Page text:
It will be interesting to hear the rationale behind the waiver, because it really opens them up in terms of precedence.  Not sure that anyone can cite me a case of this having happened before.  I certainly can't think of any.

I don't really feel like taking the time to look up the rule so could you please provide a link I would like to see where it says that? Not sure if wrestling is anything like football but any time a kid transfers inter conference and still has a red shirt available they are allowed to use it during that "forfeited year". Every one is acting like they are giving him something for nothing he earned the opportunity to use an Olympic red shirt by earning a bronze medal at junior worlds no different then any other using an Olympic red shirt this year.

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The way the rule is written, you must be enrolled in the new institution and lose a year of eligibility (see below). The reason an Olympic redshirt is relevant to the discussion is that Micic wants to focus on freestyle and doesn't want to lose this year now that he's eligible again, otherwise he would be back to 3 years. 

 

Intraconference Transfer Rules.

1. Pre-Matriculation. A prospective student-athlete who has signed a tender from a Conference institution and has not yet triggered transfer status per NCAA Bylaw 14.5.2 (conditions affecting transfer status), is subject to the following intraconference transfer requirements:

 

a. Signed National Letter of Intent. A prospective student-athlete who signs a valid National Letter of Intent (NLI) with a Conference institution but subsequently enrolls at an alternate Big Ten institution shall be required to complete one (1) full year of residence at the alternate (i.e., certifying) Big Ten institution and shall be charged with the loss of one (1) season of eligibility in all sports. These penalties shall be applied regardless of any decision made by the NLI Steering Committee on behalf of the prospective student-athlete.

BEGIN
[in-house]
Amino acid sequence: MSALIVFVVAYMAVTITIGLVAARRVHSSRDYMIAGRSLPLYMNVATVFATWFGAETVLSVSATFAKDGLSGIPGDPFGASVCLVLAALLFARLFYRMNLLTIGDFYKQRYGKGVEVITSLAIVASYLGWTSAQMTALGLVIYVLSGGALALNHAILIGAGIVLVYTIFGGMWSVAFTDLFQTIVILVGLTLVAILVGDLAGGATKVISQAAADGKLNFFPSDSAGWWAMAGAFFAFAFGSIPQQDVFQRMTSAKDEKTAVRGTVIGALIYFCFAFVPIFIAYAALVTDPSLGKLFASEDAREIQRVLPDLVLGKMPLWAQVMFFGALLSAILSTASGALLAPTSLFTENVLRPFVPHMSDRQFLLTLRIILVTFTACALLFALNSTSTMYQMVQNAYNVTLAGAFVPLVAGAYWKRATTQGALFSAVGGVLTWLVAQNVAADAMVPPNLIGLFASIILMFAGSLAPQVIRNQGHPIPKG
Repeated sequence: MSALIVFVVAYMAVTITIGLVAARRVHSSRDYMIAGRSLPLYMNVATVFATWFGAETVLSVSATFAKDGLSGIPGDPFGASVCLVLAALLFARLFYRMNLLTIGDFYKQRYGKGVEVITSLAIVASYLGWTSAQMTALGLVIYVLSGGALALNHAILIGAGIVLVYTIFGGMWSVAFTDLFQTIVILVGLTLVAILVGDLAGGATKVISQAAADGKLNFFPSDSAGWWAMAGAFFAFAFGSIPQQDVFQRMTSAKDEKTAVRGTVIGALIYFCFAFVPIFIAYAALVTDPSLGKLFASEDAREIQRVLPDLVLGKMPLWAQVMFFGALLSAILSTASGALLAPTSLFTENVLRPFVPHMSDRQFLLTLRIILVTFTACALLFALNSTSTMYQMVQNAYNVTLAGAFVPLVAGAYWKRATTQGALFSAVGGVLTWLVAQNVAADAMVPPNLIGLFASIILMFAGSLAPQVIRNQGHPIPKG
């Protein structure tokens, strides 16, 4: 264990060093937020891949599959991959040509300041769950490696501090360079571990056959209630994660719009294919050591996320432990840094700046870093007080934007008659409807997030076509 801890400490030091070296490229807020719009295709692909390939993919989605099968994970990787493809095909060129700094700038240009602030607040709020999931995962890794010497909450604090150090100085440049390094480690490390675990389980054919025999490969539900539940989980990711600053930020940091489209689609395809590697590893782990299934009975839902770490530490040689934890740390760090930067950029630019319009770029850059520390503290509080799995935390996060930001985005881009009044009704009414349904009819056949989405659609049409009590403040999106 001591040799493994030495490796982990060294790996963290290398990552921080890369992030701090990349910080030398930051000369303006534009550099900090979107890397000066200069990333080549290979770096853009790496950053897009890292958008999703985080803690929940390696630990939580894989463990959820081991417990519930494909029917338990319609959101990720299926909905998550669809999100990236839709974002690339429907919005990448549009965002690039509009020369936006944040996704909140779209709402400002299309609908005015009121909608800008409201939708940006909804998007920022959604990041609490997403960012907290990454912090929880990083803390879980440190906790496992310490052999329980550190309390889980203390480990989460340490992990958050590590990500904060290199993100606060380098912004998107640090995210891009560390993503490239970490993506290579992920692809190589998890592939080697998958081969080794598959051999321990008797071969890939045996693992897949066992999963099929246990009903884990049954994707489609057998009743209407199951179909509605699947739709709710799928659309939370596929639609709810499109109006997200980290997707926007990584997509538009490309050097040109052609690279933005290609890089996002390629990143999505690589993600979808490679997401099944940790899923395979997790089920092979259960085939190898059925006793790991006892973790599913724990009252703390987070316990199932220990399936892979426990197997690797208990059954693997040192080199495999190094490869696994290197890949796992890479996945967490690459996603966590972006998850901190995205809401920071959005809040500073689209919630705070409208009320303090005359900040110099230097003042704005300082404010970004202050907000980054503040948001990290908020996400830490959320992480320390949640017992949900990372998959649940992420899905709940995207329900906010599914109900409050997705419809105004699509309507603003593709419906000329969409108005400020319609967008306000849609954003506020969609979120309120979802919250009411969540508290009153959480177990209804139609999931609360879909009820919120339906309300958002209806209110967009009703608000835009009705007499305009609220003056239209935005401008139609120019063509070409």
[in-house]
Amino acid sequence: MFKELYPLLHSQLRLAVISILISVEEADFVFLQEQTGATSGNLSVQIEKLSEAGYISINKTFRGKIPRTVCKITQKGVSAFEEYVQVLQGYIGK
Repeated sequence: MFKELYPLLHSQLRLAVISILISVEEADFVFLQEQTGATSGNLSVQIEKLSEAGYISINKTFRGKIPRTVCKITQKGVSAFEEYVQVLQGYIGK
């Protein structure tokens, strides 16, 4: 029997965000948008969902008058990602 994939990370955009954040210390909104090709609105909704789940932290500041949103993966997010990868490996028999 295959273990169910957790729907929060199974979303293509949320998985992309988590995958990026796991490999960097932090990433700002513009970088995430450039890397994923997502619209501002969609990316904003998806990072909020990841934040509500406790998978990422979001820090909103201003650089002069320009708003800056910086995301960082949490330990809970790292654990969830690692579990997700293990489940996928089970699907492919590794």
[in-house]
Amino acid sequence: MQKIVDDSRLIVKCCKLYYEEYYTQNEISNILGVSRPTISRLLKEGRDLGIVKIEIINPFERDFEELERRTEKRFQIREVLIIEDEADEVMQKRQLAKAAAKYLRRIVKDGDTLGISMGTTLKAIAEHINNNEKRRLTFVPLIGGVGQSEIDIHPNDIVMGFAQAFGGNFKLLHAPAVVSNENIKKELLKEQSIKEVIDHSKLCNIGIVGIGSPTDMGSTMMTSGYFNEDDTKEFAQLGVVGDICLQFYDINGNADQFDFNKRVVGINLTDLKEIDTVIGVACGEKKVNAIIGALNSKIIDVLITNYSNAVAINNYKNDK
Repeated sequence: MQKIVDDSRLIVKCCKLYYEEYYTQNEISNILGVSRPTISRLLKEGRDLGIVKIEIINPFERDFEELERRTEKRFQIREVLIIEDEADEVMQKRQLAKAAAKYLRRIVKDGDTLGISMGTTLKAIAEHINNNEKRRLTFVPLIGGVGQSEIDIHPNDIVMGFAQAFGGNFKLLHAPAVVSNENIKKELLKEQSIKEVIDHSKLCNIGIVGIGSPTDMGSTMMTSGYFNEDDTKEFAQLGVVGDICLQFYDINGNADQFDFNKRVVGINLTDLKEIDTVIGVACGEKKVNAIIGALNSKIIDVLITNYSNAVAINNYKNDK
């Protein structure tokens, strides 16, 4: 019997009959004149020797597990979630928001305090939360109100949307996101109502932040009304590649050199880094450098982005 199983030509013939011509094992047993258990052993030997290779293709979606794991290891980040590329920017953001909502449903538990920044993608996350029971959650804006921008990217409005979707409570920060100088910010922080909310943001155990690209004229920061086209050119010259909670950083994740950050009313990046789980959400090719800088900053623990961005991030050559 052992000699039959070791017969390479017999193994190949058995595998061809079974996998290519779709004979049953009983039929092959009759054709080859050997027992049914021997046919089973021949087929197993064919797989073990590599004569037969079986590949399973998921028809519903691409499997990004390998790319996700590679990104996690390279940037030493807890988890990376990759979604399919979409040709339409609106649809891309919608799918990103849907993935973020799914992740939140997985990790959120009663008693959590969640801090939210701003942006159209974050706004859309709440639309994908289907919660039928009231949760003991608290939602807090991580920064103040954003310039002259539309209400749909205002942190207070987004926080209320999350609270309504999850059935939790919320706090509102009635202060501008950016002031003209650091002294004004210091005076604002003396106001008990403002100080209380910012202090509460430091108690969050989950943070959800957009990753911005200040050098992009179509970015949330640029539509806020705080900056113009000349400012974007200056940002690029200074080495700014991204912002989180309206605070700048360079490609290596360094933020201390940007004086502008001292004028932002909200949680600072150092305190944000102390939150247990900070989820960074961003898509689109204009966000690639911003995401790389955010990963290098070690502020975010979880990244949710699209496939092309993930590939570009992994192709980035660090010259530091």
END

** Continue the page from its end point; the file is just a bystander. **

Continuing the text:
1. Exception - Complete Release by Signing Institution. If the Big Ten institution at which the prospective student-athlete originally signed the NLI grants a "Complete Release" from the NLI, the prospect shall be permitted to enroll at any other Conference institution without penalty.

 

2. Exception - NLI Declared Null and Void. Should the NLI become null and void prior to the prospective student-athlete's matriculation, the prospective student-athlete shall be free to enroll at any other Conference institution without penalty.

b. Signed Tender without National Letter of Intent. A prospective student-athlete that signs a valid tender with a Conference institution but subsequently enrolls at an alternate Big Ten institution shall be required to complete one (1) full academic year of residence at the alternate (i.e.,certifying) Big Ten institution and shall be charged with the loss of one

 

(1) season of eligibility in all sports. Upon mutual agreement of the two involved Conference institutions, this penalty shall be waived by the Chair of the Academics and Eligibility Subcommittee.